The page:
The plasma antenna elements 150 may communicate with external communication devices (e.g., satellite, other aircraft, or terrestrial (including seaborne) base stations) and provide data to/from equipment onboard the aircraft 100. The equipment onboard the aircraft 100 may include passenger equipment (e.g., personal or in-seat communication devices), service equipment, sensors, navigation equipment and/or communication equipment of the aircraft itself. Incoming communications received from the external communication devices may be received at or with the assistance of the plasma antenna elements 150 and may be routed to any suitable radio circuitry prior to delivery to an output device. Likewise, outgoing communications may be processed by any suitable radio circuitry prior to delivery to the plasma antenna elements 150 for transmission to the external communication devices.

In an ATG or satellite communications system, the end-user equipment (e.g., wired and wireless routers, mobile phones, laptop computers, on-board entertainment systems, and/or the like) may be installed or otherwise present on the aircraft 100. The user equipment (UE) and any receiving and/or transmitting device on the aircraft 100 may form communication nodes of an onboard communications network. A WiFi hotspot, router, server, or other local distribution/communications management device may be used to provide a common wireless input/output node for wireless communications within the onboard communications network. Accordingly, for example, the plasma antenna elements 150 may provide signals (directly or indirectly) to/from the hotspot, router, server or other local distribution/communications management device.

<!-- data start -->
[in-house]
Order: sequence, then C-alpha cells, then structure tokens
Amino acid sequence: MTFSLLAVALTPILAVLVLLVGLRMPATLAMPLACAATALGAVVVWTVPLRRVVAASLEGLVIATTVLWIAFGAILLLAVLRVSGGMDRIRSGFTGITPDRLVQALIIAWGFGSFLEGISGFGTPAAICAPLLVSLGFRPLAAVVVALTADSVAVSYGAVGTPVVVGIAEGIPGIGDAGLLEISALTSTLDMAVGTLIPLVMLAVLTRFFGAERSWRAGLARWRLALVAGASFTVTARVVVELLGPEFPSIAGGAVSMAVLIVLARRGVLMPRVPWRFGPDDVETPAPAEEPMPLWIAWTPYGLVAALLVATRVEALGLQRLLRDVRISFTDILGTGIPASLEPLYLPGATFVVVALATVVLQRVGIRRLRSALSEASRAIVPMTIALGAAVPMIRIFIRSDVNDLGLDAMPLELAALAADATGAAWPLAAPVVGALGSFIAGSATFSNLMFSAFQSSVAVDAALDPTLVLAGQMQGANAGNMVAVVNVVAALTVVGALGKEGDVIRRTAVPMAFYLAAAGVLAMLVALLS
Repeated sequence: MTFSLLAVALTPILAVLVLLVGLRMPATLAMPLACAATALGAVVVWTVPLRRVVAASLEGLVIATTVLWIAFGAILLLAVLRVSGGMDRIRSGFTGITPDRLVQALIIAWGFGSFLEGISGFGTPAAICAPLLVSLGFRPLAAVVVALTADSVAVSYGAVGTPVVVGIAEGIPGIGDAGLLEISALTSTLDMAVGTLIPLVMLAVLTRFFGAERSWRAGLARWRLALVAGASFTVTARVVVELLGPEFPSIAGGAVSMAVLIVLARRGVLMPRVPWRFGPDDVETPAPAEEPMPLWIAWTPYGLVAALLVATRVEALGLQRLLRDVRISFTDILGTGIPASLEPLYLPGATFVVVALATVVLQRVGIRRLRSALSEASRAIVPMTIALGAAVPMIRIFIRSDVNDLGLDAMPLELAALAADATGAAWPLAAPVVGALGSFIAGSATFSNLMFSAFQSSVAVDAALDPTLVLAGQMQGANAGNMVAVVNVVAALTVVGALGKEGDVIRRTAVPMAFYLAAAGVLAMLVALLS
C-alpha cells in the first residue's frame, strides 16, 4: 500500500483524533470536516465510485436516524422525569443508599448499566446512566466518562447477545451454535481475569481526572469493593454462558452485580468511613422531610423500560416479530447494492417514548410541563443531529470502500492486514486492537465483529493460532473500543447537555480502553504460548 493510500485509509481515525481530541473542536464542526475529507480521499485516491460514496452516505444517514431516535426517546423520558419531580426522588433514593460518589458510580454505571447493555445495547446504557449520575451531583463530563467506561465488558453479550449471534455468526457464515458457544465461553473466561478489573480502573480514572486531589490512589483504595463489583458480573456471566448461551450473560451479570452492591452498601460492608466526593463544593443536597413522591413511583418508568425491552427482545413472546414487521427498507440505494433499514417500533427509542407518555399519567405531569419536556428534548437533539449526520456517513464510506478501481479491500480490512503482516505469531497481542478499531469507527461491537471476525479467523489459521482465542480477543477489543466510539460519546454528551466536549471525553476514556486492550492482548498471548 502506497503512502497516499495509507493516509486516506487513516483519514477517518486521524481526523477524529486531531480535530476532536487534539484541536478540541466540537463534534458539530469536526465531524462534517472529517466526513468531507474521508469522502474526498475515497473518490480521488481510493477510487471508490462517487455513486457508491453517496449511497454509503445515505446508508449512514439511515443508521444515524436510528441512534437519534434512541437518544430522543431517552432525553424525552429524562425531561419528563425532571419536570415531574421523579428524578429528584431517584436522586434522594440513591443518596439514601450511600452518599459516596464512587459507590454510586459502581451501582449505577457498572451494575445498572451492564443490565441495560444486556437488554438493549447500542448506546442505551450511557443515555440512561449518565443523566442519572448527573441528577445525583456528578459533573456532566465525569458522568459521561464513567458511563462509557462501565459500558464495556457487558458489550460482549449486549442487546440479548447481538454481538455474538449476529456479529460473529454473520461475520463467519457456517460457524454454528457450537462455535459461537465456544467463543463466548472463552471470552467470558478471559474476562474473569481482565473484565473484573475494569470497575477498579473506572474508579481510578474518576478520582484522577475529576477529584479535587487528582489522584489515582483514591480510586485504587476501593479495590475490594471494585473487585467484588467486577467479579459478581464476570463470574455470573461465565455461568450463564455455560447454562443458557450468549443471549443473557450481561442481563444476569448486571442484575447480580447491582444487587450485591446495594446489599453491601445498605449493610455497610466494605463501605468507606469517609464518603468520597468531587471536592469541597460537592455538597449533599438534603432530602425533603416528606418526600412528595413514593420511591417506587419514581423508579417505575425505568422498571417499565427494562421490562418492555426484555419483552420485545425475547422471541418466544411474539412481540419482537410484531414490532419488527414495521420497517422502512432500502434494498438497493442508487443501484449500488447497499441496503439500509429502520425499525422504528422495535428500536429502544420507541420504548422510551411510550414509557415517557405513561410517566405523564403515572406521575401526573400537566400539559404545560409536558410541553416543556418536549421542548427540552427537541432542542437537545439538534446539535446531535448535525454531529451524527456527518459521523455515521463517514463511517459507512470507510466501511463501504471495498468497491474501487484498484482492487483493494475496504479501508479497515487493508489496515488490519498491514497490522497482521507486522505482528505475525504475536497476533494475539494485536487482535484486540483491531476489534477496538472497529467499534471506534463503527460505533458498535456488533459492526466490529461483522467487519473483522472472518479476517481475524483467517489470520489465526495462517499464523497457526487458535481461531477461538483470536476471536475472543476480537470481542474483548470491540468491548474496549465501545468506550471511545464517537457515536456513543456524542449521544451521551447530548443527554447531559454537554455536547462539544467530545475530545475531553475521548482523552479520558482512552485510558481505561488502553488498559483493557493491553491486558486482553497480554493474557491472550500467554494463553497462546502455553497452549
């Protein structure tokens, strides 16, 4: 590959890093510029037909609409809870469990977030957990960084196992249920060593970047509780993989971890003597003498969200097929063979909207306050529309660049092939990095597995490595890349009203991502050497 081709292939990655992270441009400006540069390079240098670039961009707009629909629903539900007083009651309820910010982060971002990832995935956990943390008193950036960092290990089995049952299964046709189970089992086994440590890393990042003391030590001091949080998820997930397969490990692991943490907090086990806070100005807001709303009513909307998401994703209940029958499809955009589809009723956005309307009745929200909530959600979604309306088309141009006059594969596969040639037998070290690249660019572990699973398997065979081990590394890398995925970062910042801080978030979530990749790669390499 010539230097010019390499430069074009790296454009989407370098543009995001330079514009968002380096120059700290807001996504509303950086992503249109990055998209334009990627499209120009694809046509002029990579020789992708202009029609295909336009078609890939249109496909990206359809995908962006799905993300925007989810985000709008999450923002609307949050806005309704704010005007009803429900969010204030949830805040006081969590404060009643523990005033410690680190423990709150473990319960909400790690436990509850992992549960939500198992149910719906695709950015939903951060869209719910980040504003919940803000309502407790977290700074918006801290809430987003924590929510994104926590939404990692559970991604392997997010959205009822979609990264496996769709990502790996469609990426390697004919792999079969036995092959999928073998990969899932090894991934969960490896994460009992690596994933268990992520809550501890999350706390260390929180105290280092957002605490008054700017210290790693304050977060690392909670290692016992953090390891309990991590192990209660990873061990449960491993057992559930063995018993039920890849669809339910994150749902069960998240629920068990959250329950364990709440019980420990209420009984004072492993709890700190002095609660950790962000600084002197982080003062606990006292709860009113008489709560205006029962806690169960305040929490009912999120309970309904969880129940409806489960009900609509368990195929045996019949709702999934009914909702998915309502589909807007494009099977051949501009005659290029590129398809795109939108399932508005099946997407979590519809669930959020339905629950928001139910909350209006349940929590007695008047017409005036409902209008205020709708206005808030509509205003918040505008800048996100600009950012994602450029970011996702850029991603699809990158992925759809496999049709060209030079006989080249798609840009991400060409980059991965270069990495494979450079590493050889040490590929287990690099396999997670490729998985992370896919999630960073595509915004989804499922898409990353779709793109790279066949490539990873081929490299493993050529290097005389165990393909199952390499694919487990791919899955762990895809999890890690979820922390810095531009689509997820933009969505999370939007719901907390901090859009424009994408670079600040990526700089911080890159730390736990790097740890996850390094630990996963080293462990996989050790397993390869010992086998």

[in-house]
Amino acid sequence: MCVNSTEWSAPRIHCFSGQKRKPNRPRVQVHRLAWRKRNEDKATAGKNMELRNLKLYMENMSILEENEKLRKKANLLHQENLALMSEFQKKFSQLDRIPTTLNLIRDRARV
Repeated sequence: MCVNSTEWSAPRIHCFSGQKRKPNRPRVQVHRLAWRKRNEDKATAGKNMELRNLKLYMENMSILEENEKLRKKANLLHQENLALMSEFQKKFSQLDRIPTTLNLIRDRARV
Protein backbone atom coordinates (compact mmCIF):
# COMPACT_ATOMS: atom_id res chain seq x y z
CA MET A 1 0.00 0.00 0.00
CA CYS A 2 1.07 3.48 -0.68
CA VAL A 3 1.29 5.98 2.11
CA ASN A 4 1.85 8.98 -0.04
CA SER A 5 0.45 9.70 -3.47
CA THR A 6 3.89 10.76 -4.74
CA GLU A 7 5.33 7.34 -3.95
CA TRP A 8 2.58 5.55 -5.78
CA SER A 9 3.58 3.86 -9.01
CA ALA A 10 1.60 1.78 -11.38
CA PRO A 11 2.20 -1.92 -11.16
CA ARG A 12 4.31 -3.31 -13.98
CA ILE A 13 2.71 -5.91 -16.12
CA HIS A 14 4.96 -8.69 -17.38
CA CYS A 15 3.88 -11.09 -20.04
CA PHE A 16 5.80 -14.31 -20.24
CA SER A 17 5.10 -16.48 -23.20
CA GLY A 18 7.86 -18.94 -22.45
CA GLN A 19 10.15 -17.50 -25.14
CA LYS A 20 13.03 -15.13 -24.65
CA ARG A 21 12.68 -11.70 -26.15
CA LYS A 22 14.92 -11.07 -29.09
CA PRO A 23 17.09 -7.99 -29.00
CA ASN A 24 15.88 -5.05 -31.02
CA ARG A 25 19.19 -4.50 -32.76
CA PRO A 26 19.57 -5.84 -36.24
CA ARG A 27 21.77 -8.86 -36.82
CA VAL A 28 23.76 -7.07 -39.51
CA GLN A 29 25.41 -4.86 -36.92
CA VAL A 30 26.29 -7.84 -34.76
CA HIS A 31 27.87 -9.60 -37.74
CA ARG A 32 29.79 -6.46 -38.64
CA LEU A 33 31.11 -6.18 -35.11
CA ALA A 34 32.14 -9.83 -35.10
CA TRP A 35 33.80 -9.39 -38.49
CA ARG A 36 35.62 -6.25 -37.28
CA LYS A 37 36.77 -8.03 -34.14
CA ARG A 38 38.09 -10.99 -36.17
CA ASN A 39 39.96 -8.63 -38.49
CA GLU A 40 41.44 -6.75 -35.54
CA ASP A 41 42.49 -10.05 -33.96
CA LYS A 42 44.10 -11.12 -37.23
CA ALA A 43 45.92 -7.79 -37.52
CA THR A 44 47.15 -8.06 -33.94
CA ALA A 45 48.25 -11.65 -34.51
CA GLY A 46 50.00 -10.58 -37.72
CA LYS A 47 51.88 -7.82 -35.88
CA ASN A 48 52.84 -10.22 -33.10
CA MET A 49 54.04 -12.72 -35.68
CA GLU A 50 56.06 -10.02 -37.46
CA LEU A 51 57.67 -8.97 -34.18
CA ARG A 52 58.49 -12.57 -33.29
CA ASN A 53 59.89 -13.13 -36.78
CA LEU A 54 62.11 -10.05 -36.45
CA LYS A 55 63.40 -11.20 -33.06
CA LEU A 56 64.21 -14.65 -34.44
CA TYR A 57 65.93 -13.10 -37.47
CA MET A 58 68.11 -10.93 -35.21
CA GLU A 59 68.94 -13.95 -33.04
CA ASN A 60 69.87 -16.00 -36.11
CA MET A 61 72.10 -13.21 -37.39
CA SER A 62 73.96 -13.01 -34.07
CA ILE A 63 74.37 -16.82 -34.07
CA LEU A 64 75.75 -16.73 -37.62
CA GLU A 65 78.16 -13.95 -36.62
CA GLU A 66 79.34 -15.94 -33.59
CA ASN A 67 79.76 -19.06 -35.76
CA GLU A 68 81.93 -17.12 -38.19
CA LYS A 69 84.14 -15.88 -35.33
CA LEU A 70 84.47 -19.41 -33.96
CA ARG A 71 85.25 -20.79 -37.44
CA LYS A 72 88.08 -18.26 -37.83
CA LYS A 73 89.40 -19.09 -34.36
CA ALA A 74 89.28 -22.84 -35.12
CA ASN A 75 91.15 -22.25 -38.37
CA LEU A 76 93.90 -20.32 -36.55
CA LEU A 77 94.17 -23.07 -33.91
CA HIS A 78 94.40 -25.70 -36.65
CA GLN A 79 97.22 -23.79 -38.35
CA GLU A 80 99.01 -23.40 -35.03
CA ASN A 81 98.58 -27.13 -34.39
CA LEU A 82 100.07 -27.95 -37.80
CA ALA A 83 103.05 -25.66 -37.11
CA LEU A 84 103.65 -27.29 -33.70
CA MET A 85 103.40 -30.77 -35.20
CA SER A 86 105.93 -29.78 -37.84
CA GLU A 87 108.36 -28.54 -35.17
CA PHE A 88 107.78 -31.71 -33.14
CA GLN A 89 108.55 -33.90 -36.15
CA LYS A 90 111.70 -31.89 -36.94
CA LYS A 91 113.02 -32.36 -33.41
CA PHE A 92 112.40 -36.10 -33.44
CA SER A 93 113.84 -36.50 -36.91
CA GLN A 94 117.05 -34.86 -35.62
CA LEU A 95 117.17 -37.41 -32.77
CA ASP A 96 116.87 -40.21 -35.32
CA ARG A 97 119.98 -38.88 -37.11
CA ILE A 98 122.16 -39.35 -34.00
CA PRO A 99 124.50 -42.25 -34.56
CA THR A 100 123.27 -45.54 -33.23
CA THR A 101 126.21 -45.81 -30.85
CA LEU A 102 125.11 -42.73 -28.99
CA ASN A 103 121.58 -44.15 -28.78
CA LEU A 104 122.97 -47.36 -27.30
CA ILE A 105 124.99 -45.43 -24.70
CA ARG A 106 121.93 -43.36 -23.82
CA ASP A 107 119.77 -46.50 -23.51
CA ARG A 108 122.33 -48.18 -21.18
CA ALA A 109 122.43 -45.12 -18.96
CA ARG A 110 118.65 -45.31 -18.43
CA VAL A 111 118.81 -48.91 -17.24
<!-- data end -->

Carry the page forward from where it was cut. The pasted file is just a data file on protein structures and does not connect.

FIG. 2 illustrates a functional block diagram of a network 200 in which the plasma antenna elements 150 of an example embodiment may be employed. As shown in FIG. 2, the network 200 may include base stations associated with an ATG network 210. The base stations may include an ATG access point (AP) 212 and one or more other access points (APs) 214. The ATG network 210 may further include other access points (APs) as well, and each of the APs may be in communication with the ATG network 210 via a gateway (GTW) device 220. The ATG network 210 may further be in communication with a wide area network such as the Internet 230, Virtual Private Networks (VPNs) or other communication networks. In some embodiments, the ATG network 210 may include or otherwise be coupled to a packet-switched core or other telecommunications network.

In an example embodiment, the ATG network 210 may include a network controller or other such device that may include, for example, switching functionality. Thus, for example, the network controller may be configured to handle routing voice, video or data to and from the aircraft 100 (or to mobile communication nodes of or on the aircraft 100) and/or handle other data or communication transfers between the mobile communication nodes of or on the aircraft 110 and the ATG network 210. In some embodiments, the network controller may function to provide a connection to landline trunks when the mobile communication nodes of or on the aircraft 100 is involved in a call. In addition, the network controller may be configured for controlling the forwarding of messages and/or data to and from the mobile communication nodes of or on the aircraft 100, and may also control the forwarding of messages for the APs. The network controller may be coupled to a data network, such as a local area network (LAN), a metropolitan area network (MAN), and/or a wide area network (WAN) (e.g., the Internet 230) and may be directly or indirectly coupled to the data network. In turn, devices such as processing elements (e.g., personal computers, laptop computers, smartphones, server computers or the like) can be coupled to the mobile communication nodes of or on the aircraft 100 via the Internet 230.